Police were alerted to the shooting rampage in downtown Fresno, California, on Tuesday by a sophisticated gunfire detection technology.
Three people were killed in the shooting spree that police think was racially motivated. All the victims were white males.
The ShotSpotter gunfire detection system, which uses a network of sensors to “listen” for shots being fired, immediately alerted police to the shooting.
“A total of 16 rounds were fired according to our gunshot detection system, and all of those occurred in approximately a minute to a minute and a half,” said Fresno Police Chief Jerry Dyer. “As a result, what we know is that three people were shot and one person shot at in less than a two-minute timeframe.”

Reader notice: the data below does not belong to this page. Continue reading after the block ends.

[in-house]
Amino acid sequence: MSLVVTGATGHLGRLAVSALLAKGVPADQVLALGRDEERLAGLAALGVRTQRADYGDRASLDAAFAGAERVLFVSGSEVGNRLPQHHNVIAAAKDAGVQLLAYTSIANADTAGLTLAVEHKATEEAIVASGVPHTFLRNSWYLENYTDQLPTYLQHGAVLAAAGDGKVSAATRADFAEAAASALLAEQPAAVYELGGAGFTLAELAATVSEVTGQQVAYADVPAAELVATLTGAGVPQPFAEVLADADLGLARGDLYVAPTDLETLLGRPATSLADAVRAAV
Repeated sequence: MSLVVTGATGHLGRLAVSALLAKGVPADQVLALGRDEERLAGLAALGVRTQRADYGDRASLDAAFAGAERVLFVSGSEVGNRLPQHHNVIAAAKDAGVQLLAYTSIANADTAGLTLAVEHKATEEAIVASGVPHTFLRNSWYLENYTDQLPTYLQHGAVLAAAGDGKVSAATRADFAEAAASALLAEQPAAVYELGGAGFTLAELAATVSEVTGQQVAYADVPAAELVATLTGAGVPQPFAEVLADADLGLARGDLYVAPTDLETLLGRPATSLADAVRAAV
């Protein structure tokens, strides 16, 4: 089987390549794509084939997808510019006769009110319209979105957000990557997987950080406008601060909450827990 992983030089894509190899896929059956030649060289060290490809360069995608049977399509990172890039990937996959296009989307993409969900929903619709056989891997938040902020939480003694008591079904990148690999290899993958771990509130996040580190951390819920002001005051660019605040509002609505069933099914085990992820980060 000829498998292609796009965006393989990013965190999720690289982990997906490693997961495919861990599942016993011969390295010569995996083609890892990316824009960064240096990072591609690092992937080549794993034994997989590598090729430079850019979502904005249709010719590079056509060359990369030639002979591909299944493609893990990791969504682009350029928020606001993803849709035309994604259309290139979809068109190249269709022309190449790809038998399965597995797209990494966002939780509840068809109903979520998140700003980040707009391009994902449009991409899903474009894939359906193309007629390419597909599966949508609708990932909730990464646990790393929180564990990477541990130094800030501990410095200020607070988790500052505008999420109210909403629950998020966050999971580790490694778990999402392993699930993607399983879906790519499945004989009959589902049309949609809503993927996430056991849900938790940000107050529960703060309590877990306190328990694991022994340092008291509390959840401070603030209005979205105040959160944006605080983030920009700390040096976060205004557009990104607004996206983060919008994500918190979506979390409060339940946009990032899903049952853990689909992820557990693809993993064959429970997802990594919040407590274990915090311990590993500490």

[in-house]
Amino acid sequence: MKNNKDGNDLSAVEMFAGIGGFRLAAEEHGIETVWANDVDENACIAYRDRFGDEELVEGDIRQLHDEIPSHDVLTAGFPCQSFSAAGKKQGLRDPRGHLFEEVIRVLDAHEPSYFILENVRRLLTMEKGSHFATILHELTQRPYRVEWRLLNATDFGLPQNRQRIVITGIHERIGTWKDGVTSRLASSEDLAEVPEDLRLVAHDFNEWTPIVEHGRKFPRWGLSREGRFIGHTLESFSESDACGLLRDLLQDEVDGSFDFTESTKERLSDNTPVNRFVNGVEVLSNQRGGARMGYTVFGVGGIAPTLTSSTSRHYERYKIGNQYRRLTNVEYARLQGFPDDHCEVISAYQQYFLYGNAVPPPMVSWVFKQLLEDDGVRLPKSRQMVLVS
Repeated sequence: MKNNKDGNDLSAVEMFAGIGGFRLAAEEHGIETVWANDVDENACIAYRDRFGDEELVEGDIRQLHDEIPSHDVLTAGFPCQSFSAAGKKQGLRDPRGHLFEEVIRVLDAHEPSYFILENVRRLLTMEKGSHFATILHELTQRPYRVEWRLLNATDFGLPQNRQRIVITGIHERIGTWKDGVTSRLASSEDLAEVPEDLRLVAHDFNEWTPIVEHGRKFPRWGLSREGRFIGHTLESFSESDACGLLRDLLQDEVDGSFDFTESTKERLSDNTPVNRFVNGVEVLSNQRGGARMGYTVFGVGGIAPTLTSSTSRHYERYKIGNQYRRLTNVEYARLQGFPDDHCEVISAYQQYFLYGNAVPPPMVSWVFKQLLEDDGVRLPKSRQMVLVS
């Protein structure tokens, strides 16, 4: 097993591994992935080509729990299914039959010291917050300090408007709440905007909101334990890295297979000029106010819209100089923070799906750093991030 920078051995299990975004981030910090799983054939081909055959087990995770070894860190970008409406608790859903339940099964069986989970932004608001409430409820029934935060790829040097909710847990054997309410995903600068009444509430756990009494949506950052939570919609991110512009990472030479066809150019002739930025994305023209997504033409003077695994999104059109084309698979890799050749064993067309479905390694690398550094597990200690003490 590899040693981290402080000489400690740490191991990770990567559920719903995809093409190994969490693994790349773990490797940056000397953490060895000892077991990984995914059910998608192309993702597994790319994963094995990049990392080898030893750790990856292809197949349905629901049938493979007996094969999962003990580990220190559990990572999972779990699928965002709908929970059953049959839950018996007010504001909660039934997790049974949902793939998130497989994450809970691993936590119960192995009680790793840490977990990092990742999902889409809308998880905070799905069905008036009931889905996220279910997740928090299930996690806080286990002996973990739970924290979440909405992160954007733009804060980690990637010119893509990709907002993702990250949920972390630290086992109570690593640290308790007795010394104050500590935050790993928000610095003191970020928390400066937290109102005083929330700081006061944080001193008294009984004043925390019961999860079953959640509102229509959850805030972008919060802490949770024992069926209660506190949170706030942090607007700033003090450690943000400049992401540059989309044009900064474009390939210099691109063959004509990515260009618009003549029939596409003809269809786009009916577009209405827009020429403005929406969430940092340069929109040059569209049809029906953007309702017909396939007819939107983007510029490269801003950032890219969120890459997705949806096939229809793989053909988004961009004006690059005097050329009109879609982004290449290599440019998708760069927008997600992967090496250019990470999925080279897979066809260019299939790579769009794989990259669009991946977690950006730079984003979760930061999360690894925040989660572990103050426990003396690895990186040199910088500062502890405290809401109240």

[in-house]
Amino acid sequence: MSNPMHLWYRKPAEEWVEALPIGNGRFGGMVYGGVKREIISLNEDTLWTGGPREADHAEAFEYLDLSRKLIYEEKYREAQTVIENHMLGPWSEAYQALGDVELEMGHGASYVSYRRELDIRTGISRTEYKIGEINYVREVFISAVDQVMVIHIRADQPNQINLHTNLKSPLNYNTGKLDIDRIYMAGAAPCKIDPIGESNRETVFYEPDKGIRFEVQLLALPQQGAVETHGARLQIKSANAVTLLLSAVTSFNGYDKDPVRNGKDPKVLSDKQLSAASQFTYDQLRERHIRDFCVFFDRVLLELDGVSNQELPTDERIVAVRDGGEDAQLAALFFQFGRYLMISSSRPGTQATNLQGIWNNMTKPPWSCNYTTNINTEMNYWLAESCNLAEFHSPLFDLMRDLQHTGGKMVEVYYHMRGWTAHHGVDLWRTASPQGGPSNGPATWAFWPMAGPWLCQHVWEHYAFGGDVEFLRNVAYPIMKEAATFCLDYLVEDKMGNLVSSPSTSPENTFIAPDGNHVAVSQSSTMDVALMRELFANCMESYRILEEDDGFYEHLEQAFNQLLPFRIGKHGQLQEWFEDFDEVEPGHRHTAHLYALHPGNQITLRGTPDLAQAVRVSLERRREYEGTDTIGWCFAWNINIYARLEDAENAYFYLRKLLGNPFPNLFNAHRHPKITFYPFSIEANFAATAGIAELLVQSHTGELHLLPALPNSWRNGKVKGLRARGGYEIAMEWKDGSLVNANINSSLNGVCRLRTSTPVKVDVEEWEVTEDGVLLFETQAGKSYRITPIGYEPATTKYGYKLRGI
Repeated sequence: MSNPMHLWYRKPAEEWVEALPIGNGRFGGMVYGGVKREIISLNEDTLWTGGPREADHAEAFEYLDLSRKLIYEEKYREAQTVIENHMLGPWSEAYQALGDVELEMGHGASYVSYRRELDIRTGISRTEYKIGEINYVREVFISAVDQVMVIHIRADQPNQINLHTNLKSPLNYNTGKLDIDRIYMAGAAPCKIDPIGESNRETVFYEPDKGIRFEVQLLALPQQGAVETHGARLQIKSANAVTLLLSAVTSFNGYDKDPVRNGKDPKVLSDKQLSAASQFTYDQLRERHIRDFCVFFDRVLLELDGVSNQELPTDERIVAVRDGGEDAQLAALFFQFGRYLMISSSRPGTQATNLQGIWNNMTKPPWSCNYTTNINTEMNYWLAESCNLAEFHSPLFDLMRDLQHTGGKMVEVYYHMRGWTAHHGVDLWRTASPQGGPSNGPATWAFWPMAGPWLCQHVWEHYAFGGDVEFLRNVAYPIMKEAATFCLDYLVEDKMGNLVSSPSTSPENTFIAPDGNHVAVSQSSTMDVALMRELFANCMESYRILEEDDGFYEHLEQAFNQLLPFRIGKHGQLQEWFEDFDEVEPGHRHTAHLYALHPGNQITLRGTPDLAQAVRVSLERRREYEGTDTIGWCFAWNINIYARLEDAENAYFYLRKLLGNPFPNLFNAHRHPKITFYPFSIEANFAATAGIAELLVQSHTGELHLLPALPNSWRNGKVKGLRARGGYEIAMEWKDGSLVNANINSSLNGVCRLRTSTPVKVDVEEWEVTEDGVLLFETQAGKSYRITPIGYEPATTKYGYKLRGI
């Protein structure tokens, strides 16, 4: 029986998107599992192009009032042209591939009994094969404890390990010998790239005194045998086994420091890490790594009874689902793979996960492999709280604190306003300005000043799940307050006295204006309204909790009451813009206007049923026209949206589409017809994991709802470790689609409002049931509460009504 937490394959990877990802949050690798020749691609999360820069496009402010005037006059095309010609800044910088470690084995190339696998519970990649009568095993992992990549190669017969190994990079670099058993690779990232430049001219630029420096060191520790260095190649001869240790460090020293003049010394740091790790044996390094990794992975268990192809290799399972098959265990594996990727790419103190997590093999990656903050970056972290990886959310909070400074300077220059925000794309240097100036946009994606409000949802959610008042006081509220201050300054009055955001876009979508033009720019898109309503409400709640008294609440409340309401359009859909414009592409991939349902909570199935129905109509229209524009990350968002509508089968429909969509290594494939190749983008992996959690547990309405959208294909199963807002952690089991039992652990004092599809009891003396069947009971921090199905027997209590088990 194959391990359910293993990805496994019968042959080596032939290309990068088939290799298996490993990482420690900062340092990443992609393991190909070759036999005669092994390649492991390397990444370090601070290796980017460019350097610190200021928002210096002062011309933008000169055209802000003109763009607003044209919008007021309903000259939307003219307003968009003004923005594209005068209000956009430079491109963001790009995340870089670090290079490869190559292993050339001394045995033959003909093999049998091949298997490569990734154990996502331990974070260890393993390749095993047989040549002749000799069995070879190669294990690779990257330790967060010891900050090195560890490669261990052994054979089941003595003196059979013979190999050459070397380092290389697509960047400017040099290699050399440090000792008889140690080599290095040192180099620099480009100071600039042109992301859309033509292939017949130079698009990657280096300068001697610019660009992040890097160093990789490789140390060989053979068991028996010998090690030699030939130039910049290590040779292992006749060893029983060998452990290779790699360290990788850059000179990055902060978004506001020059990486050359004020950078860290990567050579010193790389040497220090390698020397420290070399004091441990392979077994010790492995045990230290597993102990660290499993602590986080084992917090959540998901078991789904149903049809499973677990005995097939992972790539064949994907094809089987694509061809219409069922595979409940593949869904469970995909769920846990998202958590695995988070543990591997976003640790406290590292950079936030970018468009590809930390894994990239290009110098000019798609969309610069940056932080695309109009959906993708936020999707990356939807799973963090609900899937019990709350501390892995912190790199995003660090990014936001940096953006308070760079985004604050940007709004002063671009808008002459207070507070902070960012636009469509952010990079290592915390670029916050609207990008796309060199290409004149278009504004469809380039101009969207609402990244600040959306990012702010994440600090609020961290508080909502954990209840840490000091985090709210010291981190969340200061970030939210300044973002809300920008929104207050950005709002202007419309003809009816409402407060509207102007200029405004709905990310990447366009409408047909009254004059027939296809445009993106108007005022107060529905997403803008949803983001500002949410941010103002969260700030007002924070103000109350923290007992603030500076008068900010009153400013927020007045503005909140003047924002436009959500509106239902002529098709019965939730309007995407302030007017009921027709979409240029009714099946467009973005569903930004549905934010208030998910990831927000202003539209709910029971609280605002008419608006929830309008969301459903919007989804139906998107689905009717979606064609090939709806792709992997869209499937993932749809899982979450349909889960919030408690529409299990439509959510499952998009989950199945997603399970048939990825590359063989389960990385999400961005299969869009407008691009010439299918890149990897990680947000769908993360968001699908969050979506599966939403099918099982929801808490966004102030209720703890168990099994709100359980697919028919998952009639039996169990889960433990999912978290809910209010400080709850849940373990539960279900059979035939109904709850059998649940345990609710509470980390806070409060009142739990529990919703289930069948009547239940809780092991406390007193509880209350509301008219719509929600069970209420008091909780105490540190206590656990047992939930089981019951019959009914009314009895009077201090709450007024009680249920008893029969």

The shooting spree began around 10:45 a.m. local time, when one person was shot in a PG&E utility truck, a second person was shot on Fulton Street and a third person was shot in the parking lot of Catholic Charities, FOX 26 News reported. All three shooting locations were close to each other in the downtown area.
Dyer said that, without the ShotSpotter system, more people may have been killed.
Within its area of coverage, ShotSpotter can tell police where the shot was fired, how many shots, and the number and type of weapons involved.
Fox News’ Jonathan Hunt and Allison Barrie contributed to this report.